The Creature

Q. What are banks for? 

A. To make money. 

Q. For the customers? 

A. For the banks. 

Q. Why doesn't bank advertis- 
ing mention this? 

A. It would not be in good taste. 
But it is mentioned by implica- 
tion in references to reserves of 
$249,000,000 or thereabouts. 
That is the money that they have 
made. 

Q. Out of the customers? 

A. I suppose so. 

Q. They also mention Assets of 
$500,000,000 or thereabouts. 
Have they made that too? 

A. Not exactly. That is the 
money they use to make money. 

Q. I see. And they keep it in a 
safe somewhere? 

A. Not at all. They lend it to 
customers. 

Q. Then they haven't got it? 

A. No. 

Q. Then how is it Assets? 

A. They maintain that it would 
be if they got it back. 

Q. But they must have some 
money in a safe somewhere? 

A. Yes, usually $500,000,000 or 
thereabouts. This is called 
Liabilities. 

Q. But if they've got it, how can 
they be liable for it? 

A. Because it isn't theirs. 

Q. Then why do they have it? 

A. It has been lent to them by 
customers. 

Q. You mean customers lend 
banks money? 

A. In effect. They put money 
into their accounts, so it is really 
lent to the banks. 

Q. And what do the banks do 
with it? 

A. Lend it to other customers. 

Q. But you said that money they 
lent to other people was Assets? 

A. Yes. 

Q. Then Assets and Liabilities 
must be the same thing? 

A. You can't really say that. 

Q. But you've just said it. If I put 
$100 into my account the bank is 
liable to have to pay it back, so 
it's Liabilities. But they go and 
lend it to someone else, and he is 
liable to have to pay it back, so 
it's Assets. It's the same $100, 
isn't it? 

A. Yes. But... 

Q. Then it cancels out. It means,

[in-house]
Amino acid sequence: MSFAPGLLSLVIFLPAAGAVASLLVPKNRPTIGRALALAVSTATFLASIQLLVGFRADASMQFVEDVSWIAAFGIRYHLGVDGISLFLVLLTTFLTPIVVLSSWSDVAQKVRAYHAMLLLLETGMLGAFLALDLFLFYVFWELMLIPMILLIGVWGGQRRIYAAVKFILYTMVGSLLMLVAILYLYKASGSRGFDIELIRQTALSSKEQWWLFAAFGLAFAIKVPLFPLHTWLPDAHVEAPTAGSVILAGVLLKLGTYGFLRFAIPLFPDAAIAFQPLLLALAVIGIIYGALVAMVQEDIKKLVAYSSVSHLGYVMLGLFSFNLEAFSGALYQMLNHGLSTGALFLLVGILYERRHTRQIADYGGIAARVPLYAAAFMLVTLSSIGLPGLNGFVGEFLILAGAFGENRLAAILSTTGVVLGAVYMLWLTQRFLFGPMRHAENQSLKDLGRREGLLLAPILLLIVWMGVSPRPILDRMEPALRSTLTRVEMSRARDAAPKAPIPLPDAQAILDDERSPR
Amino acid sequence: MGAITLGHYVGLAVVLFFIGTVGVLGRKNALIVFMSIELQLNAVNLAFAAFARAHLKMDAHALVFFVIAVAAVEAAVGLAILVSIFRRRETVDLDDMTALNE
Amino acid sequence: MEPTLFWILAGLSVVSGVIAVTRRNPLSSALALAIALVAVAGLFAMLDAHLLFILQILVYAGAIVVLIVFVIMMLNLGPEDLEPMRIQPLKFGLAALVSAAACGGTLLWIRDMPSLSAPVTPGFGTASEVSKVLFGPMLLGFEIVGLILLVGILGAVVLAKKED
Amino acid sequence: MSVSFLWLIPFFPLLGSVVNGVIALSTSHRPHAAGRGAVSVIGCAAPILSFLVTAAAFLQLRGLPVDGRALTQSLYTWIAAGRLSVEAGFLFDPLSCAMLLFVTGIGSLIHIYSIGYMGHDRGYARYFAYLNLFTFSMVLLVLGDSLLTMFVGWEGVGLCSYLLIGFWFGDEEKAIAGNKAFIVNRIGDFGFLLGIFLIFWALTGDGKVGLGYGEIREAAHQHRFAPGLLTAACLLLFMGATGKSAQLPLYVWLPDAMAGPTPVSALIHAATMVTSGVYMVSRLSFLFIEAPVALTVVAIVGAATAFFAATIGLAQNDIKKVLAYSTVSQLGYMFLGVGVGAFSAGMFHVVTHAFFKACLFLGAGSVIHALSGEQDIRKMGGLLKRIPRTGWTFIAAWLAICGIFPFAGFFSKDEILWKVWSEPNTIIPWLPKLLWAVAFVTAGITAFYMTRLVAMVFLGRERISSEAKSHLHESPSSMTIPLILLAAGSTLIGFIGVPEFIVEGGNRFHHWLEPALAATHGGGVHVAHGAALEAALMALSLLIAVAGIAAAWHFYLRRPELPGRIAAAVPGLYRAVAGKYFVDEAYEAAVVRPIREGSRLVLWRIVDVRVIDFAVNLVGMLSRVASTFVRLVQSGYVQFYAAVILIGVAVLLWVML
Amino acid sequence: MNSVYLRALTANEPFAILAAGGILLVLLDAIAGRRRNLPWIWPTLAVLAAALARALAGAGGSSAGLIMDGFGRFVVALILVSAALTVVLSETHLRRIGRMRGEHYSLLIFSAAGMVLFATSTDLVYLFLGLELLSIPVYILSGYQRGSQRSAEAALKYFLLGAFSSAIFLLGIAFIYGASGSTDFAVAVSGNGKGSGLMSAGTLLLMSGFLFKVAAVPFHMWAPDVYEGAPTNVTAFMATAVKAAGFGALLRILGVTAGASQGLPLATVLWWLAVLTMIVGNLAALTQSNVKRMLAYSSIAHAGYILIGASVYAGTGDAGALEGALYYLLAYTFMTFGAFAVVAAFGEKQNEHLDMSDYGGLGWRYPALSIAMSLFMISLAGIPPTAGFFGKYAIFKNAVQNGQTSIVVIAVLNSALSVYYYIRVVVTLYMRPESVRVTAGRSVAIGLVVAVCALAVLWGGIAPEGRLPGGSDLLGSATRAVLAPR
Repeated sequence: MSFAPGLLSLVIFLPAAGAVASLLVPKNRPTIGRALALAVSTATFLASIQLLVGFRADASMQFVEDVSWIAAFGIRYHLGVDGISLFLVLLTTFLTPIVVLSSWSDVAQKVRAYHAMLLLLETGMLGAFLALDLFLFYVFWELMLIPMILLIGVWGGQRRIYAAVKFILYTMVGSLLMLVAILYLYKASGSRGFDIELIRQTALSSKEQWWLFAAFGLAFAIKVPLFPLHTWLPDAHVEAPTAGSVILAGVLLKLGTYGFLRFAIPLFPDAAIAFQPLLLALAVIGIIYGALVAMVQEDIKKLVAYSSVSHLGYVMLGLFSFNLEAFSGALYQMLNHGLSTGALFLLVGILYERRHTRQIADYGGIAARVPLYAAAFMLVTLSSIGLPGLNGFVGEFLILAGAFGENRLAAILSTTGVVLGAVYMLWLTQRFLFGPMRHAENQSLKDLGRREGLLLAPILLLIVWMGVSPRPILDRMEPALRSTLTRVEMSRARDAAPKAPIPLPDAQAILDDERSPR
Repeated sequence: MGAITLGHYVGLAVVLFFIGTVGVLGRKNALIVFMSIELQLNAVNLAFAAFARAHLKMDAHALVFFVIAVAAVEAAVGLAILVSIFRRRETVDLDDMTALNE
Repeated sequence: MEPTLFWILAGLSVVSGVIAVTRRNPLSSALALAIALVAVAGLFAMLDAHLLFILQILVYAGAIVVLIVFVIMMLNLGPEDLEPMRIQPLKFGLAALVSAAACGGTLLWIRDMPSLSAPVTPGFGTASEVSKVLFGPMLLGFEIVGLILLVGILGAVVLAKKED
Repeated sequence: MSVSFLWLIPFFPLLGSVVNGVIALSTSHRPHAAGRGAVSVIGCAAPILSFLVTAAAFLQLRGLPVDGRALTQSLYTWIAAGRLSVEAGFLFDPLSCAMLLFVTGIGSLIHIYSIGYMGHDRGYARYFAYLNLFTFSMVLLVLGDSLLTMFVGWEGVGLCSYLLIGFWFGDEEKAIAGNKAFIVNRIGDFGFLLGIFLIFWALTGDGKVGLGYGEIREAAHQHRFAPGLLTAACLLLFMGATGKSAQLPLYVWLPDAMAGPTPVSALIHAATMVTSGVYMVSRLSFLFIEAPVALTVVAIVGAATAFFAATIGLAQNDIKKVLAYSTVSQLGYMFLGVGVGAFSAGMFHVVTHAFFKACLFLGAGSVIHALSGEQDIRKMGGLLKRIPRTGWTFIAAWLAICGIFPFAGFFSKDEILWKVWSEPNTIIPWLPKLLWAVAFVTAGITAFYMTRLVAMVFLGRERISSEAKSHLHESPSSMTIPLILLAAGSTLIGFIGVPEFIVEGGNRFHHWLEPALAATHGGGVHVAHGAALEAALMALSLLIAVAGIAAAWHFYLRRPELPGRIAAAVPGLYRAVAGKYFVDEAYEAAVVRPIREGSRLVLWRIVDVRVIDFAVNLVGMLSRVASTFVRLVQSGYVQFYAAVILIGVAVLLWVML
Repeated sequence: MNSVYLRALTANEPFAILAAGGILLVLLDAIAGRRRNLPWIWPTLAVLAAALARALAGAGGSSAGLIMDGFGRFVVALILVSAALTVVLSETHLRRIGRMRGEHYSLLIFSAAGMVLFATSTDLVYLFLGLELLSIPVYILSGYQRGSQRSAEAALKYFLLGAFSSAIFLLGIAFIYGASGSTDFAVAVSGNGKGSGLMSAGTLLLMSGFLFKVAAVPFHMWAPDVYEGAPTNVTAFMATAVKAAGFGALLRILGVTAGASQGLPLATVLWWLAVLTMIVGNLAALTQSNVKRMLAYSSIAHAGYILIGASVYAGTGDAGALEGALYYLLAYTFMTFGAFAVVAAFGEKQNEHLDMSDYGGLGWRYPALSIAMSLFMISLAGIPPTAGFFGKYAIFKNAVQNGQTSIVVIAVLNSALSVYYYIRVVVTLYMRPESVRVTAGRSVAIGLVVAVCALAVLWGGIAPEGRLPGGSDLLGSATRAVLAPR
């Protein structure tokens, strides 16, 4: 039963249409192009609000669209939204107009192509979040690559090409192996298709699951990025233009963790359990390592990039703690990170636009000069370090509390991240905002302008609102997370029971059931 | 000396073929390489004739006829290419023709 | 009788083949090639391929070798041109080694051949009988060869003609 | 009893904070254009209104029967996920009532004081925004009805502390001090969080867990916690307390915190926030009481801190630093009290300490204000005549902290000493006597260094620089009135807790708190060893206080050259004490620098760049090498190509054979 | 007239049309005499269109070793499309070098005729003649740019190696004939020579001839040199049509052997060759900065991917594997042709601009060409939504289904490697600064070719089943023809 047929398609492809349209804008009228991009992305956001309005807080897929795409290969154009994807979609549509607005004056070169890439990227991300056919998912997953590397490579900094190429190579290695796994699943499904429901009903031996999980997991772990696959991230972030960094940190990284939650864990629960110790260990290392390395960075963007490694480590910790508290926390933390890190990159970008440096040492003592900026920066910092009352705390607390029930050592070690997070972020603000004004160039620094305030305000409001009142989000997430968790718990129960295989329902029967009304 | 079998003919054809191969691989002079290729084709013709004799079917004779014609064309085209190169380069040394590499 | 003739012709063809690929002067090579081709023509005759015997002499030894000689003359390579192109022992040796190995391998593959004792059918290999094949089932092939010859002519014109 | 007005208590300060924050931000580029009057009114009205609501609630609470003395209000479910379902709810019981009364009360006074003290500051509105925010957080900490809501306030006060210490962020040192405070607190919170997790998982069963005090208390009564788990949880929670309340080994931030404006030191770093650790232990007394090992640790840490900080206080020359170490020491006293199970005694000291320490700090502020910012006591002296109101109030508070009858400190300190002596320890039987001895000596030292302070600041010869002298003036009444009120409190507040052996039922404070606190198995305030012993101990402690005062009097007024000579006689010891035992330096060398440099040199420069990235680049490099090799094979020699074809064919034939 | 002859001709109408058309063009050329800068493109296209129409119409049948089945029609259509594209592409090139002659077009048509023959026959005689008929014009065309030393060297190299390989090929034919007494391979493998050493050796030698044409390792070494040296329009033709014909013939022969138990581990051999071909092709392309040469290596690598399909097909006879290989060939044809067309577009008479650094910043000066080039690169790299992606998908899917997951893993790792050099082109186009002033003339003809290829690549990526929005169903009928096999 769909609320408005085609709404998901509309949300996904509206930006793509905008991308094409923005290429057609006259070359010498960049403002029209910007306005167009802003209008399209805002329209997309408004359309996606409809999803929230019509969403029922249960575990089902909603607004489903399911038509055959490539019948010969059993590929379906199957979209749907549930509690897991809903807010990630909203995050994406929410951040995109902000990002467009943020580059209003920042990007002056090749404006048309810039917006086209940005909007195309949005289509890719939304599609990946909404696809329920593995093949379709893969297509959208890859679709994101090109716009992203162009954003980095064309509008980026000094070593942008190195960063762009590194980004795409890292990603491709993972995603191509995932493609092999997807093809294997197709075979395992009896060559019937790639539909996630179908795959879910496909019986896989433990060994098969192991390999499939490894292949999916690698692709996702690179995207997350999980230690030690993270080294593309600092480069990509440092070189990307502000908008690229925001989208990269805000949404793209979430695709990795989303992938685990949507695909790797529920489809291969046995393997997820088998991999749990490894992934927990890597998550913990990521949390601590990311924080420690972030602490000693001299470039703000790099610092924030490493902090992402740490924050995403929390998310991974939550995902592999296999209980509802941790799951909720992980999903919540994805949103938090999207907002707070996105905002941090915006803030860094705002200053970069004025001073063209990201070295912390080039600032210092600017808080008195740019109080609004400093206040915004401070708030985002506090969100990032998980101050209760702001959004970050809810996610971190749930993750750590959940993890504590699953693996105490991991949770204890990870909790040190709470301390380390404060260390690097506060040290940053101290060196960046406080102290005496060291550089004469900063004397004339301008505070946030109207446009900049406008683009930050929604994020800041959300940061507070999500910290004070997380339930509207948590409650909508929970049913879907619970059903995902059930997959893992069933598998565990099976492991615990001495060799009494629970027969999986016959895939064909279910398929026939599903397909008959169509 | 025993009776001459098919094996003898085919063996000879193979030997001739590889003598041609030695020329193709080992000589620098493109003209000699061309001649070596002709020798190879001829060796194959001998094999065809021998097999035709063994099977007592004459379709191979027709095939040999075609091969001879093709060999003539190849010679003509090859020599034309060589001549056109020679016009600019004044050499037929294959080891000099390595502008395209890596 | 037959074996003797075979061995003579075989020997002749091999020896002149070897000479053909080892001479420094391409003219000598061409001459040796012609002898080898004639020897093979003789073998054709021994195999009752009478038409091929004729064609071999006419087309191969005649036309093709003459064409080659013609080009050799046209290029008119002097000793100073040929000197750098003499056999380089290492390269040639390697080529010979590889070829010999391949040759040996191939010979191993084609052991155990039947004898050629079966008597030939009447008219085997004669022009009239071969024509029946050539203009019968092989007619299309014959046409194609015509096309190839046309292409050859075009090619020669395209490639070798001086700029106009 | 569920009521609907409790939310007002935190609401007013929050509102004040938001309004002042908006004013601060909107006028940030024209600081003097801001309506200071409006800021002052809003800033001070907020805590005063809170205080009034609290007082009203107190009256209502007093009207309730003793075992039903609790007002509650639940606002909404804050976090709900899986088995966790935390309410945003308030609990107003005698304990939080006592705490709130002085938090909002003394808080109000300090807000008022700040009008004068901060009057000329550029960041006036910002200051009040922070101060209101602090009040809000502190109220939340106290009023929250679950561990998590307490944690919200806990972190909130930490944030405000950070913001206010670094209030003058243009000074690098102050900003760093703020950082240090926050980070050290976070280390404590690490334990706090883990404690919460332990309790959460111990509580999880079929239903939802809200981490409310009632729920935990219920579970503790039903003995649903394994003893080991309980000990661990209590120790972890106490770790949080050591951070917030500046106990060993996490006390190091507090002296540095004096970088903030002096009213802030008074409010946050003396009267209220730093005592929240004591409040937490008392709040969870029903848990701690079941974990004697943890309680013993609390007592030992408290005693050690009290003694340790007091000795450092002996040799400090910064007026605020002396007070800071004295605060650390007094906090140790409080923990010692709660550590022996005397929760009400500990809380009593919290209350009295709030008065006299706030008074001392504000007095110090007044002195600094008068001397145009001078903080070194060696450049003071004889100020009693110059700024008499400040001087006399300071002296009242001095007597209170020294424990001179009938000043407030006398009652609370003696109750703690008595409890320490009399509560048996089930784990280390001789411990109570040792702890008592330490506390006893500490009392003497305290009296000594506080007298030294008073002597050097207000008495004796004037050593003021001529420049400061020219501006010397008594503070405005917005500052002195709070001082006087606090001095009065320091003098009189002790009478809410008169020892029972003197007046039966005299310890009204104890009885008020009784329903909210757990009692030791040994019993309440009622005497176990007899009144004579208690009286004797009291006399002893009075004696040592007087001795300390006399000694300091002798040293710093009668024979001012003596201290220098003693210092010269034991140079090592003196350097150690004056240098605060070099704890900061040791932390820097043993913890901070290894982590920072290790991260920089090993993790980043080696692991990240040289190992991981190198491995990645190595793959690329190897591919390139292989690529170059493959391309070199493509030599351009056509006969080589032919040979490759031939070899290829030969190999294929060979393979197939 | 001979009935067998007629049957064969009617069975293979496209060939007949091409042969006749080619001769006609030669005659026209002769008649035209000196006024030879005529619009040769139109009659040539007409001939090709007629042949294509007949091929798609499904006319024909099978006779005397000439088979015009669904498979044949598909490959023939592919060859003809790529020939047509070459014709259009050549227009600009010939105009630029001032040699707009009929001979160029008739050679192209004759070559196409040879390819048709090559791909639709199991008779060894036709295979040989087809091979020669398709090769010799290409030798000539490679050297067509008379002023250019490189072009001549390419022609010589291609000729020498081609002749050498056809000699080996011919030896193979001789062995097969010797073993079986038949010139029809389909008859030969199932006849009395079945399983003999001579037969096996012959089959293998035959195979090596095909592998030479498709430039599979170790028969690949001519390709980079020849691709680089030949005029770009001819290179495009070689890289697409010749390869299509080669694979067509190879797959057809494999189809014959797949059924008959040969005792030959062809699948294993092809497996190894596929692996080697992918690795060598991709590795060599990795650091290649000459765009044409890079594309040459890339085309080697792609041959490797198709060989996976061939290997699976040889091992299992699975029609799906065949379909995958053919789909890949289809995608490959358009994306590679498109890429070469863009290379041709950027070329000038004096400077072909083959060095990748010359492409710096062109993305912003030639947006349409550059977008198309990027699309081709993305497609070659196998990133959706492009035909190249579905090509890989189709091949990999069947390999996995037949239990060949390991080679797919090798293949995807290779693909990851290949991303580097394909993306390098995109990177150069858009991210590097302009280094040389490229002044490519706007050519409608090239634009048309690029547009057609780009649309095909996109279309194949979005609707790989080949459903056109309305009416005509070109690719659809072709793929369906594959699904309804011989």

doesn't it, that banks haven't 
really any money at all? 

A. Theoretically.... 

Q. Never mind theoretically. 
And if they haven't any money, 
where do they get their 
Reserves of $249,000,000 or 
thereabouts? 

A. I told you. That is the money 
they have made. 

Q. How? 

A. Well, when they lend your 
$100 to someone they charge 
him interest. 

Q. How much? 

A. It depends on the Bank Rate. 
Say five and a-half per cent. 
That's their profit. 

Q. Why isn't it my profit? Isn't it 
my money? 

A. It's the theory of banking 
practice that... 

Q. When I lend them my $100 
why don't I charge them inter- 
est? 

A. You do. 

Q. You don't say. How much? 

A. It depends on the Bank Rate. 
Say half a per cent. 

Q. Grasping of me, rather? 

A. But that's only if you're not 
going to draw the money out 
again. 

Q. But of course, I'm going to 
draw it out again. If I hadn't 
wanted to draw it out again I 
could have buried it in the gar- 
den, couldn't I? 

A. They wouldn't like you to 
draw it out again. 

Q. Why not? If I keep it there 
you say it's a Liability. Wouldn't 
they be glad if I reduced their 
Liabilities by removing it? 

A. No. Because if you remove it 
they can't lend it to anyone else. 

Q. But if I wanted to remove it 
they'd have to let me? 

A. Certainly. 

Q. But suppose they've already 
lent it to another customer? 

A. Then they'll let you have 
someone else's money. 

Q. But suppose he wants his too 
... and they've let me have it? 

A. You're being purposely ob- 
tuse. 

Q. I think I'm being acute. What 
if everyone wanted their money 
at once? 

A. It's the theory of banking 
practice that they never would. 

Q. So what banks bank on is not 
having to meet their commit- 
ments? 

A. I wouldn't say that. 

Q. Naturally. Well, if there's 
nothing else you think you can 
tell me...? 

A. Quite so. Now you can go off 
and open a banking account. 

Q. Just one last question. 

A. Of course. 

Q. Wouldn't I do better to go off 
and open up a bank? 

facebook comments: